Commercial banking and credit unions

On a more local sphere are the commercial banks that consumers and businesses make use of everyday. A place to begin is an online directory. CorpFiNet (http://www.corpfinet.com/bank_links.html) lists US commercial banks in two ways:

  1. 1.

    by state, and

  2. 2.

    alphabetically.

They also rank the top 25 US banks by asset size. In addition, world banks are recorded by region, and the top ten in asset size are ordered separately. CorpFiNet offers a great deal more on its site: listings of investment banks, insurance firms, and mutual funds, as well as information on securities, markets, and finances.

BankSITE is another banking directory resource (http://www.banksite.com/index.html). US banks with web sites are listed by state, while world banks are listed by region. There is also information on investing, a place to order your credit report online, and an interest rate monitor. The rate monitor allows you to check the best interest rates available in your state for a variety of types of loans.

Qualistream lists commercial bank web sites, both in the US and in each region of the world, alphabetically ( http://www.qualistream.com/eng/index.html). They claim to cover 95 per cent of worldwide bank web sites and have a bank yellow pages database that is searchable by country, state, and whether a bank performs Internet banking. There are links to exchange rates, 105 worldwide markets, and a directory of over 6,000 financial servers. Not to mention the latest financial headlines. Qualistream also asserts that they are the world's largest online financial bookstore with over 1,000 book titles, plus periodicals and software.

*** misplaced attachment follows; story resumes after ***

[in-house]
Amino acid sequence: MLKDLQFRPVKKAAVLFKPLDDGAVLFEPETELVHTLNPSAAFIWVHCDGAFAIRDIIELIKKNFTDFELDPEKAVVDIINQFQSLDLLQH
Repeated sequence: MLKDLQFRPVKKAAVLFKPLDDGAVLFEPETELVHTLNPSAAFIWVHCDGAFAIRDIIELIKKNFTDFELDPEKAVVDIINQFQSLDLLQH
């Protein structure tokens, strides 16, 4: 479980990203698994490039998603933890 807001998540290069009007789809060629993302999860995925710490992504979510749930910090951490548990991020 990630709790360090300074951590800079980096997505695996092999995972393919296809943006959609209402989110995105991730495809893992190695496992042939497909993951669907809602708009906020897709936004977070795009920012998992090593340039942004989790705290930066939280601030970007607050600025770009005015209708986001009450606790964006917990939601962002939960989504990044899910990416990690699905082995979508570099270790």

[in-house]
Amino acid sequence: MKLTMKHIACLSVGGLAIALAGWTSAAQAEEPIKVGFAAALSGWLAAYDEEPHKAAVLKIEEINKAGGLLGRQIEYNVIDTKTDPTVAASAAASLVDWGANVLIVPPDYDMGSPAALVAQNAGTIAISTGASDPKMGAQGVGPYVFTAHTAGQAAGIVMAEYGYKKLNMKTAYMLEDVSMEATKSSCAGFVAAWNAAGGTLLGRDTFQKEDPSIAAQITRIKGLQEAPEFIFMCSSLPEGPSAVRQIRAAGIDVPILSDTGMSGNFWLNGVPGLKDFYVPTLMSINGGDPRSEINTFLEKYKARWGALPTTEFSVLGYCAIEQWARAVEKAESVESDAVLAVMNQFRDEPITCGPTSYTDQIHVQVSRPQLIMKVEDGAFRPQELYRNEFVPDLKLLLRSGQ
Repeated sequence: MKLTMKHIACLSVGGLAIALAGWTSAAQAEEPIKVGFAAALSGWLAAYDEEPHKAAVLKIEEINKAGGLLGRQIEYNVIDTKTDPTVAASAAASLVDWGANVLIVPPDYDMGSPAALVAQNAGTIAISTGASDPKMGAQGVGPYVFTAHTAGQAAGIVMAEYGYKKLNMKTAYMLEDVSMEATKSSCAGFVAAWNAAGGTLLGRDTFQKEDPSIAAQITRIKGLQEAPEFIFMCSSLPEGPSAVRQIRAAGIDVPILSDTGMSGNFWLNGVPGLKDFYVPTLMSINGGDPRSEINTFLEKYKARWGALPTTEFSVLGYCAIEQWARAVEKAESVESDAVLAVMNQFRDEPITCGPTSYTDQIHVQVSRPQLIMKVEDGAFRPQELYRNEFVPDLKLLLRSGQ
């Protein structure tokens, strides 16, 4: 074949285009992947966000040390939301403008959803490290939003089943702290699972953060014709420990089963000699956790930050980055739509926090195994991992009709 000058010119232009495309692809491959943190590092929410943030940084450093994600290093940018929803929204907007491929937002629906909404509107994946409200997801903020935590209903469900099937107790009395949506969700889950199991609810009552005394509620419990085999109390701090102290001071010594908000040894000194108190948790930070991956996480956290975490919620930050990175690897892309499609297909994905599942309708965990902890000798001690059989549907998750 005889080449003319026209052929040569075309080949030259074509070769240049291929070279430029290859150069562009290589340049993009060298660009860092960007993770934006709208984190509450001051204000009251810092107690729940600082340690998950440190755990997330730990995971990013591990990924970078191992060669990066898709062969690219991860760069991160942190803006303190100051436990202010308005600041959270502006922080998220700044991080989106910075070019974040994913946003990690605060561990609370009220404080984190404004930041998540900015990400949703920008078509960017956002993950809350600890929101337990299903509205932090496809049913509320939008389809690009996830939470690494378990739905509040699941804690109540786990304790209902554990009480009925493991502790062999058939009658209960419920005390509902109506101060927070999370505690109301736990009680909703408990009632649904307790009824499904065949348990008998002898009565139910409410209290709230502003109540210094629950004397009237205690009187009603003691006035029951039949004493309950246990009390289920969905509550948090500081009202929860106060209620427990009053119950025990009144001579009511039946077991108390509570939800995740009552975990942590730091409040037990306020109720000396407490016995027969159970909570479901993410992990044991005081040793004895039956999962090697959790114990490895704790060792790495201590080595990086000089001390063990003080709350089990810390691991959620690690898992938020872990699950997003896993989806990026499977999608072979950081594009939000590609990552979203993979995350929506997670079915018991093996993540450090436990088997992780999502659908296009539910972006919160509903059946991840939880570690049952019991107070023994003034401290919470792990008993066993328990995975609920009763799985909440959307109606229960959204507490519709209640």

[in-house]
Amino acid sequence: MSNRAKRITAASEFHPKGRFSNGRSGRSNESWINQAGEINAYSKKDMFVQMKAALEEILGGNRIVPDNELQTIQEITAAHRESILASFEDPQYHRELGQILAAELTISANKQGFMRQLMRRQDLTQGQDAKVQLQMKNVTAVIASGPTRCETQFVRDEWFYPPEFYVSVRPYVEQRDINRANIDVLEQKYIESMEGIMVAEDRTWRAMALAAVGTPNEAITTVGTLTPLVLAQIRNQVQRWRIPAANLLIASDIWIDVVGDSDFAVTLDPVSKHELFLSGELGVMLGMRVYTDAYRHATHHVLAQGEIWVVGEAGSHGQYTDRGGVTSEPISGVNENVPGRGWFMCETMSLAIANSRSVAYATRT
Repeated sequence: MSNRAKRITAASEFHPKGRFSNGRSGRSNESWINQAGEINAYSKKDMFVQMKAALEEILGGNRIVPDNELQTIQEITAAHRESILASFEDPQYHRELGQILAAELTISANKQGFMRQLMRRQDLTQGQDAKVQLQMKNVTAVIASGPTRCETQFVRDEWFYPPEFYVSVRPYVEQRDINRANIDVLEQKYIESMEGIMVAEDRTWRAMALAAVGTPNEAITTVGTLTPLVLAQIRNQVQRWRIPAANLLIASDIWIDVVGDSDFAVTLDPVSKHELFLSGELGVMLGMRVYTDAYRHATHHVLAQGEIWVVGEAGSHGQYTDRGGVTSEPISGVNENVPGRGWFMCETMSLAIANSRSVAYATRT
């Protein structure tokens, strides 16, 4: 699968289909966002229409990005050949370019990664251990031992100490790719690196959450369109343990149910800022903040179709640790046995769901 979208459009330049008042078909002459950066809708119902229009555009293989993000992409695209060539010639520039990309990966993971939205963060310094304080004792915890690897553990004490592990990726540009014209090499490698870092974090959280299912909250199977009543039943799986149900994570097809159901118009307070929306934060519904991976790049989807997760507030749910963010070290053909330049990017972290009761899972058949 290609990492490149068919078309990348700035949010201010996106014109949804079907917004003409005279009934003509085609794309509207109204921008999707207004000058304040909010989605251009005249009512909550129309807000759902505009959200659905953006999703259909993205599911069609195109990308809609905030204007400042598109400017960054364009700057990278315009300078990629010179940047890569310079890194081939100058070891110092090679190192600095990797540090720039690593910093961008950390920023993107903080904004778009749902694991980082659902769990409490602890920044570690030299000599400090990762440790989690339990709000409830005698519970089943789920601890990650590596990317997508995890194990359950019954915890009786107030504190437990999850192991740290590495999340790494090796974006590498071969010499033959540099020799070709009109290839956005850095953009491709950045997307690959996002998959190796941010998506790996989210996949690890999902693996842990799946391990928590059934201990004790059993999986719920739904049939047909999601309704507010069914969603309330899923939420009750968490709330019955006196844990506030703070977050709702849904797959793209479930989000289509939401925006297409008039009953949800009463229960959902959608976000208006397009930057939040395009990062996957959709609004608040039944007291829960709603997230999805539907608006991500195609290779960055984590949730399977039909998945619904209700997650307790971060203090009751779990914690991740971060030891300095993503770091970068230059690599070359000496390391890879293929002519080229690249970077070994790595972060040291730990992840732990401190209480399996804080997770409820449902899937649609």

A great interest rate monitor is the Bank Rate Monitor page (http://www.bankrate.com/brm/default.asp). The Bank Rate Monitor began as a banking newsletter in 1982 and migrated to the web in 1995. The monitor collects rate information on mortgages, credit cards, new and used auto loans, money market accounts and CDs, checking and ATM fees, home equity lines and loans, and online banking fees from 4,000 financial institutions in 120 markets in 50 states and Puerto Rico. Daily averages are posted on the variety of banking products previously noted, and all products and markets are searchable so that you can find the best rates available in your own community. Bankrate.com also provides financial data, research, and editorial information on non-investment financial products.

Credit unions are also easy to find on the web from a couple of different sites. Credit Union Land (http://wwwculand.com/index.shtml) tries to help individuals find a credit union to join and features a searchable index to enable you to search for credit unions in your area by zip code. Non-US sites are included. The site is also useful to credit union professionals with its plethora of links to credit union Internet resources. The credit union home page (http://www.cu.org/) does not list as many credit unions as CULand, but the database is searchable by city and state. Also provided is statistical data on credit unions, lists of national and international organizations, and features news and other links.

In addition to the CorpFiNet site mentioned earlier, a good source for investment banks on the web is put up by the University of Goettingen. Their investment banks page (http://www.wiso.gwdg.de/ifbg/bank_inv.html) also has links to stock markets, currency, and finances. In a parallel vein, Vfinance.com has an extensive listing of venture capital firms on their site (http://www.vfinance.com/ventcap.htm).